It's not a mountain different to current techniques like int.TryParse() returning both the success and the value if it was successful or dictionary.TryGetValue returning both whether the object exists in the dictionary and the object itself when it does.
On more than one occasion I have created a class that inherits tuple and named item 1 and 2 via getter methods and named constructor parameters. It works nicely but can be very verbose.
> Obviously, YMMV but LINQ, the TPL, async/await, yield return (etc.) all make the older alternatives look awkward.)
Perhaps, but it can also hide a bunch of inefficient loops (thinking linq).
I saw the following line a month back
Var myshashset = new hashset<int>();
// Put some numbers in it
if (myhashset.Any(a => a == 5))
Put a million numbers into your hashset if you want to know why that is such a bad idea.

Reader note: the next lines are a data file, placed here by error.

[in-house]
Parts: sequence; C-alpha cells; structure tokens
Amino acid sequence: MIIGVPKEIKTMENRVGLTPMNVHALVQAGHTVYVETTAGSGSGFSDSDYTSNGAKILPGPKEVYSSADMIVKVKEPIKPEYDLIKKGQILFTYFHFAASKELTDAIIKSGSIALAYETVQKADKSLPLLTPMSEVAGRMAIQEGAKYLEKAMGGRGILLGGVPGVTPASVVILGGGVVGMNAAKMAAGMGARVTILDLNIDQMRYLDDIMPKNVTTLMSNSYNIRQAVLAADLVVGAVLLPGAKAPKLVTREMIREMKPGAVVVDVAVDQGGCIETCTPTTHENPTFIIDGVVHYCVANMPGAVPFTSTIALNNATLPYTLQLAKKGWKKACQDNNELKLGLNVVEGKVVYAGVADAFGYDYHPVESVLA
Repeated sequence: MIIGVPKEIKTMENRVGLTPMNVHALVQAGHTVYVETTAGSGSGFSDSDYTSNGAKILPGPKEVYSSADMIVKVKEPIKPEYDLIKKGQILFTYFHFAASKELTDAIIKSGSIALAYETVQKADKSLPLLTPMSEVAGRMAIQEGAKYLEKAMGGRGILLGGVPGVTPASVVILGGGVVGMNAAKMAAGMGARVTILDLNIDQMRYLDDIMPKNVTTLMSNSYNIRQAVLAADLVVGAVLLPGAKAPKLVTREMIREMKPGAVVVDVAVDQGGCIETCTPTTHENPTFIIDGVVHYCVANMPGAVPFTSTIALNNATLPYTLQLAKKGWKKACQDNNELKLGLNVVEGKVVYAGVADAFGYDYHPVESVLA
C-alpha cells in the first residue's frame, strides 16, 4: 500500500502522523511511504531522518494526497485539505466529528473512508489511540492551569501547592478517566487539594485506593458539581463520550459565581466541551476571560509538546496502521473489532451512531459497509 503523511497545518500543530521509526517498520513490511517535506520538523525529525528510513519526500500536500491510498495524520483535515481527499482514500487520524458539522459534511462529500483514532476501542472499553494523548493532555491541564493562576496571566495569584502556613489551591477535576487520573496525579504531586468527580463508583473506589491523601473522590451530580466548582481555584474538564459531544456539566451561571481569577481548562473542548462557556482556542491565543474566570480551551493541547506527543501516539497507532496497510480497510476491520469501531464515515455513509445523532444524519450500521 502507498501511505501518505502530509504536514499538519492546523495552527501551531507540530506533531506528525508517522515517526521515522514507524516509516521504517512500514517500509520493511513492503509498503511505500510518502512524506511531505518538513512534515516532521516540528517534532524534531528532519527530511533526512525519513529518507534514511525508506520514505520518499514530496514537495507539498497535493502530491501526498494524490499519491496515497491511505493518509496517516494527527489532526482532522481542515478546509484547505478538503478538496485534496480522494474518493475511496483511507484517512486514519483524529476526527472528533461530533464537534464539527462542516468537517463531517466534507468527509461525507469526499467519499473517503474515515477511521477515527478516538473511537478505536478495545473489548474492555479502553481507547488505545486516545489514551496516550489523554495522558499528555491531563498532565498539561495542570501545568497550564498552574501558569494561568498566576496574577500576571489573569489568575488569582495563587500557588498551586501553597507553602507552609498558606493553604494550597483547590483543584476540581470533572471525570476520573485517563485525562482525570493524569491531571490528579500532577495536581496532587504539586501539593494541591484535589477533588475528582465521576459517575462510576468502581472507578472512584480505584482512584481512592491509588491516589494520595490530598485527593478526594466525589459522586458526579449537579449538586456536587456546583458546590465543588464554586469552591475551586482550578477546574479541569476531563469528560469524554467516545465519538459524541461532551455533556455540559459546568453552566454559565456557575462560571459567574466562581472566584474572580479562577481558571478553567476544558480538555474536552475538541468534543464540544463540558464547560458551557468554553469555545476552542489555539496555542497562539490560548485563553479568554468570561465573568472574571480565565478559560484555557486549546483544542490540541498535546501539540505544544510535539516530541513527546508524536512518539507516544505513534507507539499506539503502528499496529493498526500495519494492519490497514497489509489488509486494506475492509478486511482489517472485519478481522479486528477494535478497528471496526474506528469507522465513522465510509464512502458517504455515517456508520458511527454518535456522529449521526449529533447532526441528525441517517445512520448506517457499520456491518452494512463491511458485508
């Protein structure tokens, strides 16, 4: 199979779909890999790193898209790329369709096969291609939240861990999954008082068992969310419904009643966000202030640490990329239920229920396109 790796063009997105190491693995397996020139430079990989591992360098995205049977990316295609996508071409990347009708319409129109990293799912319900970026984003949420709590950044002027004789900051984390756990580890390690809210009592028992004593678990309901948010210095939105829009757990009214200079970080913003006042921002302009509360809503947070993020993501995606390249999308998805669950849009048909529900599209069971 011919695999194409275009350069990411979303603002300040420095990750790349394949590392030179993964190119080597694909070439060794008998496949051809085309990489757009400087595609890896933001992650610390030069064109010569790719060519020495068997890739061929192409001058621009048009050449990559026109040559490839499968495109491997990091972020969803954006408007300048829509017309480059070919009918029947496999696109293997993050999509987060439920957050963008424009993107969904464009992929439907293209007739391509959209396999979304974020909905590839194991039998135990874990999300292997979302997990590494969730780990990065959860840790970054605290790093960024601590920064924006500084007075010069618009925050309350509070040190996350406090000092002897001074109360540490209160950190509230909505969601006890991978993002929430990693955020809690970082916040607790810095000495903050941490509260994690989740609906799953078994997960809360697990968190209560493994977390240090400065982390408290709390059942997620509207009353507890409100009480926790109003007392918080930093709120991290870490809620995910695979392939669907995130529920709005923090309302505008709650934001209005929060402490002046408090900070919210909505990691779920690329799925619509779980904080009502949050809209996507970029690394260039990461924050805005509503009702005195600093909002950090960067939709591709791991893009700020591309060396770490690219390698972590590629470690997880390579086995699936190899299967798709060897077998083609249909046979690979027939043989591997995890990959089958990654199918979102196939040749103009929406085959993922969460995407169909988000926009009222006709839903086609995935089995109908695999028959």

Another one I saw was two consecutive aggregate functions, which I had to point out to the author that they were iterating their whole dataset twice.
The others though are brilliant.
Secondary impacts do cause a lot of injury but the rolling up and over motion also means that the pedestrian isn't absorbing as much of the momentum, lessening the injury. Affixing them will result in much more momentum.
Let's just hope that senator ICanMakeYouWearRedUnderpantsOnYourHead starts getting a hint about the potential mission creep behind metadata retention laws he previously supported.
It works in a computer game dice roll scenario but not a security scenario. Your possible seed values is minutely small because I have a high probability of guessing your clock time to "within seconds". The default system timer on windows has a resolution approximating 10ms (actually closer to 16ms but 10 makes my math easier). That leaves only 100 possible seed values per second. That is easily brute forced.